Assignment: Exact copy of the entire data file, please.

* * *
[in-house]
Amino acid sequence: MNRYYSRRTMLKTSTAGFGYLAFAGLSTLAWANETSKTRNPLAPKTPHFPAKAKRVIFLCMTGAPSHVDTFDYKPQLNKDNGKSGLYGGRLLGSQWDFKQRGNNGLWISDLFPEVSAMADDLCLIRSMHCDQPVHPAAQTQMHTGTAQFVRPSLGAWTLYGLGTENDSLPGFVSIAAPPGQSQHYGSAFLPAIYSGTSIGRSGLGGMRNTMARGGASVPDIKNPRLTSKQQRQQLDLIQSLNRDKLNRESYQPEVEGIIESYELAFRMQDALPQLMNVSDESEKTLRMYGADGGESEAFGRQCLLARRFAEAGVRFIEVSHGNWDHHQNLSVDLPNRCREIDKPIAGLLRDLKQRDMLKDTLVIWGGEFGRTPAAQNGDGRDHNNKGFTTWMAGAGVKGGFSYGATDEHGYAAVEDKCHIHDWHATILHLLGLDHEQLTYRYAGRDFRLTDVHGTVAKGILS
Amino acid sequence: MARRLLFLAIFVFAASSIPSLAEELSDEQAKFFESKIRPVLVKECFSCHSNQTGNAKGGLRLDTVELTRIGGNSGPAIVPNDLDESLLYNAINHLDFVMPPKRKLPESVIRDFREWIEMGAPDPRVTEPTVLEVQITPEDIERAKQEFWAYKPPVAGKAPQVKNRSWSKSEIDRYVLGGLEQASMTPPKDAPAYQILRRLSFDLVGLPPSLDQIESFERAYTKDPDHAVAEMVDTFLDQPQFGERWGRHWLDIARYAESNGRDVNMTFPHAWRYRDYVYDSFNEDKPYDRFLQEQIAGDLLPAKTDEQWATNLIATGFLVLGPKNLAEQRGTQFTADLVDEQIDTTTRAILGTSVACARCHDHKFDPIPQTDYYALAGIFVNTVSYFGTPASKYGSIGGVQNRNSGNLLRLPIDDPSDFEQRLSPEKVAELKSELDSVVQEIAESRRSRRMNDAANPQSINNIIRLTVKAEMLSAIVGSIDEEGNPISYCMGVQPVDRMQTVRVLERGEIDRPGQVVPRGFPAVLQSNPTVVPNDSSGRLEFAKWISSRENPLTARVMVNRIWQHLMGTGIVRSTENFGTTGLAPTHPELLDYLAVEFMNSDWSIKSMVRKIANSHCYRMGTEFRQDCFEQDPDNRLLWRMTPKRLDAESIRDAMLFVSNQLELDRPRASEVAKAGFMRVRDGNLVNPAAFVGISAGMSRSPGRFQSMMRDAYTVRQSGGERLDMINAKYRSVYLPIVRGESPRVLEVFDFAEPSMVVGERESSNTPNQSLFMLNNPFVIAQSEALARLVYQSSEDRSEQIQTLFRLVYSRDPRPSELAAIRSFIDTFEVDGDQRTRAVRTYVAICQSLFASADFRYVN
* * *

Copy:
[in-house]
Amino acid sequence: MNRYYSRRTMLKTSTAGFGYLAFAGLSTLAWANETSKTRNPLAPKTPHFPAKAKRVIFLCMTGAPSHVDTFDYKPQLNKDNGKSGLYGGRLLGSQWDFKQRGNNGLWISDLFPEVSAMADDLCLIRSMHCDQPVHPAAQTQMHTGTAQFVRPSLGAWTLYGLGTENDSLPGFVSIAAPPGQSQHYGSAFLPAIYSGTSIGRSGLGGMRNTMARGGASVPDIKNPRLTSKQQRQQLDLIQSLNRDKLNRESYQPEVEGIIESYELAFRMQDALPQLMNVSDESEKTLRMYGADGGESEAFGRQCLLARRFAEAGVRFIEVSHGNWDHHQNLSVDLPNRCREIDKPIAGLLRDLKQRDMLKDTLVIWGGEFGRTPAAQNGDGRDHNNKGFTTWMAGAGVKGGFSYGATDEHGYAAVEDKCHIHDWHATILHLLGLDHEQLTYRYAGRDFRLTDVHGTVAKGILS
Amino acid sequence: MARRLLFLAIFVFAASSIPSLAEELSDEQAKFFESKIRPVLVKECFSCHSNQTGNAKGGLRLDTVELTRIGGNSGPAIVPNDLDESLLYNAINHLDFVMPPKRKLPESVIRDFREWIEMGAPDPRVTEPTVLEVQITPEDIERAKQEFWAYKPPVAGKAPQVKNRSWSKSEIDRYVLGGLEQASMTPPKDAPAYQILRRLSFDLVGLPPSLDQIESFERAYTKDPDHAVAEMVDTFLDQPQFGERWGRHWLDIARYAESNGRDVNMTFPHAWRYRDYVYDSFNEDKPYDRFLQEQIAGDLLPAKTDEQWATNLIATGFLVLGPKNLAEQRGTQFTADLVDEQIDTTTRAILGTSVACARCHDHKFDPIPQTDYYALAGIFVNTVSYFGTPASKYGSIGGVQNRNSGNLLRLPIDDPSDFEQRLSPEKVAELKSELDSVVQEIAESRRSRRMNDAANPQSINNIIRLTVKAEMLSAIVGSIDEEGNPISYCMGVQPVDRMQTVRVLERGEIDRPGQVVPRGFPAVLQSNPTVVPNDSSGRLEFAKWISSRENPLTARVMVNRIWQHLMGTGIVRSTENFGTTGLAPTHPELLDYLAVEFMNSDWSIKSMVRKIANSHCYRMGTEFRQDCFEQDPDNRLLWRMTPKRLDAESIRDAMLFVSNQLELDRPRASEVAKAGFMRVRDGNLVNPAAFVGISAGMSRSPGRFQSMMRDAYTVRQSGGERLDMINAKYRSVYLPIVRGESPRVLEVFDFAEPSMVVGERESSNTPNQSLFMLNNPFVIAQSEALARLVYQSSEDRSEQIQTLFRLVYSRDPRPSELAAIRSFIDTFEVDGDQRTRAVRTYVAICQSLFASADFRYVN